Jaguar XJ car
(Image credit: TBC)

In the brash environs of London's Saatchi Gallery – where commerce and culture happily rub shoulders – the unveiling of the new Jaguar XJ saw art and design types mix with the capital's smart set. The end result was just the right kind of buzz for the Indian-owned luxury car maker, a designer dressed throng that clustered about the bodywork of the new car.

A view of driving seat of Jaguar

(Image credit: TBC)

See more of the new XJ

Once again, Jaguar is trying something different. Just as 2007's XF heralded Jaguar's triumphant ascension to the top of the ranks of the medium saloon car sector, the new XJ marks a major departure for Jaguar's flagship model. Although in its current guise it is a supremely capable, aluminium-bodied saloon that rides, steers and cossets with the very best in its class, the car's visual language harked back to the 70s. All that has changed.

Now that the images have been flashed around the world (see our selection here: LINK), the digital bickering has begun, with on-line forums humming with unsolicited opinion. In the flesh, the XJ isn't quite as controversial as the pictures might imply. Nonetheless, the car walks a fine line between cultural expectations and innovation.

Always a big machine, the XJ's high flowing beltline and raised boot stand in mark contrast to the low, straight flanks of its predecessor. There's a hint of Americana about the tail end, but perhaps the most marked influence is that of Italian car design, old and new. It's almost as if the company is firmly planting its flag in a separate stylistic camp, the more emotional and evocative design language practiced by Maserati and Lancia, rather than sober German modernism, where even expressionism appears granite-hewn.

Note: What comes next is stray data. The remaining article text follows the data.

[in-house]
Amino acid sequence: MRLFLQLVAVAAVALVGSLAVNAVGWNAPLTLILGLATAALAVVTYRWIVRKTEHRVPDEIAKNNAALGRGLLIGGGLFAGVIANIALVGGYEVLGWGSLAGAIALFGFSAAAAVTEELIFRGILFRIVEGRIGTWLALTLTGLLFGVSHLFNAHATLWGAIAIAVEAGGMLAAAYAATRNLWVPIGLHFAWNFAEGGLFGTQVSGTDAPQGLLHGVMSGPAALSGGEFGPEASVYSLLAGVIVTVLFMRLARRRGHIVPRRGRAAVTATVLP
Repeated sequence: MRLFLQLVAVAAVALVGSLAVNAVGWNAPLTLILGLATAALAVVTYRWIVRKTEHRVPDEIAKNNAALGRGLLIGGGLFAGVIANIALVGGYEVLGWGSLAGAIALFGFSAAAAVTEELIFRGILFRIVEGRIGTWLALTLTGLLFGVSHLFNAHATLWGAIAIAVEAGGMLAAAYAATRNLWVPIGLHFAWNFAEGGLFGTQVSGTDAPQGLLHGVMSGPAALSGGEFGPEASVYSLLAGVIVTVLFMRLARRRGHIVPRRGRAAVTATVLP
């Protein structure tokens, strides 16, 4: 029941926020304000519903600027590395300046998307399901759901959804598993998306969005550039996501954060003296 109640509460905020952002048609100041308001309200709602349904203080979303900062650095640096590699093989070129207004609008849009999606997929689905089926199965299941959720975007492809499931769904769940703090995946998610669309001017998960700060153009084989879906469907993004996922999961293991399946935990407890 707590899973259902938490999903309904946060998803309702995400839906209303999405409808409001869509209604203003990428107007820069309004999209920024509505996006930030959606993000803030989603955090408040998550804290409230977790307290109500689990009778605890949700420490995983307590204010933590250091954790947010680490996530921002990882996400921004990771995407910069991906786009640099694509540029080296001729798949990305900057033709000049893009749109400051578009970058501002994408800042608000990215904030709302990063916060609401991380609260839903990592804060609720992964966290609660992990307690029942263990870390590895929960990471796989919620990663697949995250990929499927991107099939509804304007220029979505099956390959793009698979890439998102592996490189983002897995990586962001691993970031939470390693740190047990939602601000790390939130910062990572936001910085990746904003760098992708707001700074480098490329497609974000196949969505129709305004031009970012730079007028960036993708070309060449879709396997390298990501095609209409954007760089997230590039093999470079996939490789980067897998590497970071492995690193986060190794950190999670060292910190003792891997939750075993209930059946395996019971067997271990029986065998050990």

The interior, as we'd hoped, is a tour de force, an explicit acknowledgement that sometimes there's simply no need to forge ahead with fancy technology and funky colours. Instead, the harmonious application of wood, leather and a sympathetic scattering of chromed dials summon up one of the best interior experiences we've sampled in years, with ambient dark blue backlighting throughout and the welcome retention of walnut picnic tables in the rear.

The first new XJ's will reach customers at the start of next year, with prices for the most 'basic' V6 diesel starting at £52,500. At the top end there's a new supercharged Supersport model – a sporting stablemate for the XKR and XFR. A hybrid, we are assured, is in the works. We'll have to wait a few months to sample the behind the wheel experience. Watch this space.

Jonathan Bell has written for Wallpaper* magazine since 1999, covering everything from architecture and transport design to books, tech and graphic design. He is now the magazine’s Transport and Technology Editor. Jonathan has written and edited 15 books, including Concept Car Design, 21st Century House, and The New Modern House. He is also the host of Wallpaper’s first podcast.